“We’re never going to make video games.” Apparently, that’s what Jan Hameeuw, creative producer at The Fridge, once said in a conversation with Bruno Urbain of Fishing Cactus, one of the biggest game developer studios in Wallonia. Fast forward a few years and Stacka, a division within The Fridge focused on new technology, becomes one of the latest additions to the ever-growing FLEGA family.
While he might’ve been convinced of that idea a couple of years ago, it made a lot of sense for The Fridge, a Brussels based technology firm specialised in VFX and 2D/3D animation, to explore the possibilities of VR and video games. There’s both a creative and technological motivation behind this. Hameeuw: “Film creatives, like director Hans Van Nuffel, who wanted to work on something more interactive but didn’t have any connections in video games usually turned to us. So the first projects we worked on, originated from their ideas.”
Then there’s the technological overlaps. Building on a pipeline, developed for the live action movie Labyrinthus (to give the director more freedom than traditional 3D would allow for) The Fridge developed a technology to transport 3D environments directly into the Unity engine. Hameeuw admits the tech wasn’t optimised for the creation of video games and a lot of people told him this was never going to work. But it showed that the worlds of animation and video games were starting to converge, so in the long run it made sense for The Fridge to further explore these new media.
“To compete on an international level, it’s crucial to open up the Belgian tax shelter to video games”Jan Hameeuw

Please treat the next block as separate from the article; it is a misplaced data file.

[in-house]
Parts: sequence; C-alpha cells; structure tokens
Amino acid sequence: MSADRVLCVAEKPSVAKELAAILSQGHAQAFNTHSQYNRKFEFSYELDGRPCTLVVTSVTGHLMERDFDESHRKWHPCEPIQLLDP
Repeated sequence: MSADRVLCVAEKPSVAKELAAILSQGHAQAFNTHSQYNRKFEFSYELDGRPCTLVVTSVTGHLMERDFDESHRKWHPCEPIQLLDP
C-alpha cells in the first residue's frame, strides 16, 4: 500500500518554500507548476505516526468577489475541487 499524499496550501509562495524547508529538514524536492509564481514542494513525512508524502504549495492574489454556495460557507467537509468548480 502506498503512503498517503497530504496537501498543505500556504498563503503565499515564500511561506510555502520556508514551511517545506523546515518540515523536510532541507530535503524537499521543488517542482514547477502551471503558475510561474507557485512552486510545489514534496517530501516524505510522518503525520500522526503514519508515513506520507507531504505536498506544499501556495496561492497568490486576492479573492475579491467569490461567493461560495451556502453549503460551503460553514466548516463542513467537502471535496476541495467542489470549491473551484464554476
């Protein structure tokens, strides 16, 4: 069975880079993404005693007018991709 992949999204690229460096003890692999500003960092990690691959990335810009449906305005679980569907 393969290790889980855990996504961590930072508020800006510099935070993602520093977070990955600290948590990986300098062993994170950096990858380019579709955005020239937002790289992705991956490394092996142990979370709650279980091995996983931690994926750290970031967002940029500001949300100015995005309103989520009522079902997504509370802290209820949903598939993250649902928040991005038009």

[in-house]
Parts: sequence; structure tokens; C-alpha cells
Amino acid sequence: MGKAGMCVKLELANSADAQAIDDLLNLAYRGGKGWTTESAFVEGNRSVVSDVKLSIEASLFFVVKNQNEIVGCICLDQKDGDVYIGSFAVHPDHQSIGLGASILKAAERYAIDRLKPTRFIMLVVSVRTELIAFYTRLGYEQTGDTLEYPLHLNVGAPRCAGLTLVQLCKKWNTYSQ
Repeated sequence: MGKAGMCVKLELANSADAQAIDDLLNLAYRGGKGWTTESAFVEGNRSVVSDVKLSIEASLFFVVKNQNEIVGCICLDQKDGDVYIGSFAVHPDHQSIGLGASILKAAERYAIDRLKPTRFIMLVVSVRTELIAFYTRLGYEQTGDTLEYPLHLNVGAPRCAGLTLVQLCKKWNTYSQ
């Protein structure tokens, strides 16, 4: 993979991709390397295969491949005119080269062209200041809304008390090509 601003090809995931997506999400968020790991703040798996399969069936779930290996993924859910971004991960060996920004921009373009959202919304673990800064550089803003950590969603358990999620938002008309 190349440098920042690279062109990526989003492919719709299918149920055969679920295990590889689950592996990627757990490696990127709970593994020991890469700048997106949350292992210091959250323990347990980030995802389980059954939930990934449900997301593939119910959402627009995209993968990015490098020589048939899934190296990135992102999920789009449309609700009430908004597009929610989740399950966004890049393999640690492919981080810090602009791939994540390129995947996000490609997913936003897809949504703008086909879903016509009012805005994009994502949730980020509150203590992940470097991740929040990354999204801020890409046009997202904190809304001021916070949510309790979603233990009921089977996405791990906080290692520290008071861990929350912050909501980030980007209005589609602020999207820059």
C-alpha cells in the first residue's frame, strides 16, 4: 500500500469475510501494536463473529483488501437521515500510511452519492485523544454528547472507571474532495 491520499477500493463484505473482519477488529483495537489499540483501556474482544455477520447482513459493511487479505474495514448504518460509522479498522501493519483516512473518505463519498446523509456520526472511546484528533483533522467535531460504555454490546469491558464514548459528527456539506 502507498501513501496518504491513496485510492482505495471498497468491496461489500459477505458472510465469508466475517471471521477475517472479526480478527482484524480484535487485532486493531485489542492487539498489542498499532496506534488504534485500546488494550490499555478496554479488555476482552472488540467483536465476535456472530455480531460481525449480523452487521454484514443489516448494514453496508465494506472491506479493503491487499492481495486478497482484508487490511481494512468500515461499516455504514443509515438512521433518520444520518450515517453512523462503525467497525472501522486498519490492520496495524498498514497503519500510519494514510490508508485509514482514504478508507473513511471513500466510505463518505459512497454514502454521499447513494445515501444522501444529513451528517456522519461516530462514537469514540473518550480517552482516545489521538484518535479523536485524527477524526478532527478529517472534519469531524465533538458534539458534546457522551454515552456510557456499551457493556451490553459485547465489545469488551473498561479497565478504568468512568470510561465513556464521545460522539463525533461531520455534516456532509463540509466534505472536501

“We also do it because we think it’s really cool.”, Hameeuw adds. “This may be an old man’s idea of fun, but I still think it’s pretty awesome to watch a movie and afterwards be able to peek into that universe or wander around the world yourself. The idea of these converging worlds is what’s really appealing to us.”
Stacka may be a new name in the video games sector, but they bring a tremendous understanding of international coproduction and tax shelter knowledge to the table. Having worked on numerous animation projects, The Fridge has built a name for itself as a trustworthy partner that knows how to handle a project of a certain size or budget.
However, Hameeuw notes there’s a big difference between the funding of animation and video game projects. “It’s great that we’re able to get support from public funds like VAF and Wallimage, but compared to other countries, we’re playing in a lower league. In order to be able to compete on an international level, it’s crucial to open up the Belgian tax shelter to video games.”
That search for alternative financing is what’s currently putting Replaceable, a narrative driven experience directed by Hans Van Nuffel, on hold. The vertical slice that helped score the project VAF funding is being pitched to publishers. In the game you help an ageing inventor in his quest to bring down the rogue AI he created, meeting robotic friends and foes in the process. Another game based on a German animation IP is currently in early pre-production. On top of that, Stacka is currently building two VR experiences, it wants to launch early next year.
From a company that was never going to make video games, to a company that has four interactive projects in the pipeline. “Sometimes, technology has a way of catching up with reality”, Hameeuw muses.